Role-playing games on Facebook tend to be copycats of a single theme — Mob Wars being the classic example. Innovation in these RPGs tends to be in the form of storytelling and static visuals, as well as a few improved usability elements. Such is the case with a just-launched game from Serious Business, called The Hierarchy. Known best for its game Friends For Sale, the company takes gamers into the depths of a spy vs. spy world with this latest title.
Players start out in Berlin with a contact from a mysterious character called “Foxhound” (yes, like the group of agents in Metal Gear Solid). Apparently, someone is trying to kill you and thus you’re on your way to find out how and why. As expected, players do so by completing “Assignments,” or missions. Each mission must be repeated a certain number of times to receive a level of 100% mastery, and once three missions have been completed, players can fight the “boss” of the current tier of assignments. Upon defeating each boss, a new target is revealed, and it’s business as usual until the player reaches a level high enough to unlock the next chapter of the story.
Perhaps what is most curious about this game, however, is the fact that it is very, very solo friendly. Thus far, there have been no requirements for extra “mob members.” Does this take away from the social aspects of the RPG? A little, but the game does still have the player combat that these games are known for, and the lack of a “mob size” requirement allows the player to move at the pace that suits them, rather than forcing them to wait around for others to join their mafia so they can proceed through the story.
Another interesting difference is the equipment. This is also not required for completing missions, but takes more of the MMO approach by simply boosting your character’s stats (armor, attack, and agility). That isn’t to say other text-based RPGs don’t do this, but here items don’t feel quite as critical – at least not in the early levels.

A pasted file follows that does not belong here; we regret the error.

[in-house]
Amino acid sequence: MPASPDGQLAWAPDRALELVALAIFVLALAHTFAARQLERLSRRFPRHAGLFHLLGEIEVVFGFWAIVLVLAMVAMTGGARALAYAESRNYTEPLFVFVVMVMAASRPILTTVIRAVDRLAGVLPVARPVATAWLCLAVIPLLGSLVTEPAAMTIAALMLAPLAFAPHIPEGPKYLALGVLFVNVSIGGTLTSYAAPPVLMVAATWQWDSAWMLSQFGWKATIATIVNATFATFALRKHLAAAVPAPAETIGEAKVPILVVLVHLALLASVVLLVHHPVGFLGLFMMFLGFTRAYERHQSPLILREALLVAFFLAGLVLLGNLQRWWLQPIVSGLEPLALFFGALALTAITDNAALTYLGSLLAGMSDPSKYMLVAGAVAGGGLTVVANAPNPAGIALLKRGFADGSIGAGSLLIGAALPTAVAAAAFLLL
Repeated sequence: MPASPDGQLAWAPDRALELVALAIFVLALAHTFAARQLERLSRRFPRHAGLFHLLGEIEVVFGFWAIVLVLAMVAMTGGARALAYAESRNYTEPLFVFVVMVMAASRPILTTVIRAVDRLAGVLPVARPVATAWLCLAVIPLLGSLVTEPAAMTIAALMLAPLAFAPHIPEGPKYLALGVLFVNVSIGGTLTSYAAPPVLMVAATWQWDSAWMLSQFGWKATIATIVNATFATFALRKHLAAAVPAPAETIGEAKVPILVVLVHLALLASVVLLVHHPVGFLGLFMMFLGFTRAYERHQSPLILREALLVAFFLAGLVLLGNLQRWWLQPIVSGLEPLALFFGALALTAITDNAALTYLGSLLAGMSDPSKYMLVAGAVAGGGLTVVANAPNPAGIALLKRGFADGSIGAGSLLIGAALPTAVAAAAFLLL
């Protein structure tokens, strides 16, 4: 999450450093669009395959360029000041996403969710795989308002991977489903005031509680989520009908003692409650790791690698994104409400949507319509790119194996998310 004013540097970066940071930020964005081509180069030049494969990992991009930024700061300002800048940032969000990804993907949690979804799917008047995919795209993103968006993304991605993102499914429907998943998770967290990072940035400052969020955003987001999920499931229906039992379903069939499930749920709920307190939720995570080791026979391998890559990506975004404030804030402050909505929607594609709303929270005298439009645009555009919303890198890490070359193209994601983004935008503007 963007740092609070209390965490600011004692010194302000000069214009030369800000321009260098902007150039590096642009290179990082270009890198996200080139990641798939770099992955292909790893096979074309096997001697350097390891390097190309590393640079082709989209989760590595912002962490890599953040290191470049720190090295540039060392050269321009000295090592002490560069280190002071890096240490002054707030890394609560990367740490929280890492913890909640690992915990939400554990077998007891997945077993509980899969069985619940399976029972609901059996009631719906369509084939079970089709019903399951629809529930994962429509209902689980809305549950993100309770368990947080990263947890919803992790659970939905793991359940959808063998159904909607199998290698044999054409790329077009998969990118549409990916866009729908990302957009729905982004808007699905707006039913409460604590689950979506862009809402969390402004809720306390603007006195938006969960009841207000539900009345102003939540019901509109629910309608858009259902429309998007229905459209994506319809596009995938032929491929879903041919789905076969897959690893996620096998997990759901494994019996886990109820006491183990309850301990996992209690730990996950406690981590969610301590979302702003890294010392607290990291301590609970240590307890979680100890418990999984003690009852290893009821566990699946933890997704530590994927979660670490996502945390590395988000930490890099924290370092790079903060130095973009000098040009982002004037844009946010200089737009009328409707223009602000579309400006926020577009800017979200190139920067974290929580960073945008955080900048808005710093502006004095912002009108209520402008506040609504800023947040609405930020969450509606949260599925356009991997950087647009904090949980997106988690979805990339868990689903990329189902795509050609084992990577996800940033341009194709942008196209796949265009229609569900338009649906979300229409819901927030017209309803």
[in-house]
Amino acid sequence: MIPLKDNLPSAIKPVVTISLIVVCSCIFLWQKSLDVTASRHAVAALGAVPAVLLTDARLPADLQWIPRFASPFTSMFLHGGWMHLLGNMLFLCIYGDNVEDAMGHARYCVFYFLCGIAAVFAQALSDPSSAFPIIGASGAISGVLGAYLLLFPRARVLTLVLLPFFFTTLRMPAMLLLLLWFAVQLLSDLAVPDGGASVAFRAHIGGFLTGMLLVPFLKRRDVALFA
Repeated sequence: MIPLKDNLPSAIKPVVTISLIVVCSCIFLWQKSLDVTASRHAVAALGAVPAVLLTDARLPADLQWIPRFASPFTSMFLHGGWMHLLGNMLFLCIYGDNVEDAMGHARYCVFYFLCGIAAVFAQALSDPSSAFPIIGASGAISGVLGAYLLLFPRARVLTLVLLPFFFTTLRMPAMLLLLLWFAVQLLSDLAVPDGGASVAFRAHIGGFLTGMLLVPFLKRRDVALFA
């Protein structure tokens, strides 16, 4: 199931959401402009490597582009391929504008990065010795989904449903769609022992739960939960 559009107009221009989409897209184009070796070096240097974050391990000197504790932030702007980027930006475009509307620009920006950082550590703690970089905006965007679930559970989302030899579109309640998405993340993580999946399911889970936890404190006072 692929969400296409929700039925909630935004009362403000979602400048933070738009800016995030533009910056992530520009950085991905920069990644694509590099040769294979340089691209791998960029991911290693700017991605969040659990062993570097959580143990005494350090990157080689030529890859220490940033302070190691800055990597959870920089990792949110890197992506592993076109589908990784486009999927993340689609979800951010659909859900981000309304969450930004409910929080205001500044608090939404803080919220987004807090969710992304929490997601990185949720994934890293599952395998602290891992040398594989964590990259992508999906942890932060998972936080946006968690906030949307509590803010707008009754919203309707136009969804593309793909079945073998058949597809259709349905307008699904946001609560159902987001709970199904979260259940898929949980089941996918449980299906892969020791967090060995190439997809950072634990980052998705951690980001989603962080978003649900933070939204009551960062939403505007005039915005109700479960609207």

Each mission also earns you secondary abilities, such as tracking, infiltration, and hacking. However, as interesting as these sound, and despite the fact that when you first create a character, it can specialize in such areas, there doesn’t seem to be any real use for them. Perhaps it is more prevalent in later missions – affecting win and fail rates – but there is no visible location to see what your level of skill you have in these areas, suggesting that they simply do nothing. On paper, it sounds like an idea that would add some very interesting game play, so hopefully, the developers will do something more with it.
Overall, The Hierarchy is a pretty solid RPG. It isn’t anything that is going to revolutionize the genre, but it does mix enough new ideas with old concepts to keep things interesting. The story works, the solo friendly play adds for good pacing, and it has some potential for new game play depth with secondary statistics (even if it feels unused). If you like trying new RPGs, this is one to check out.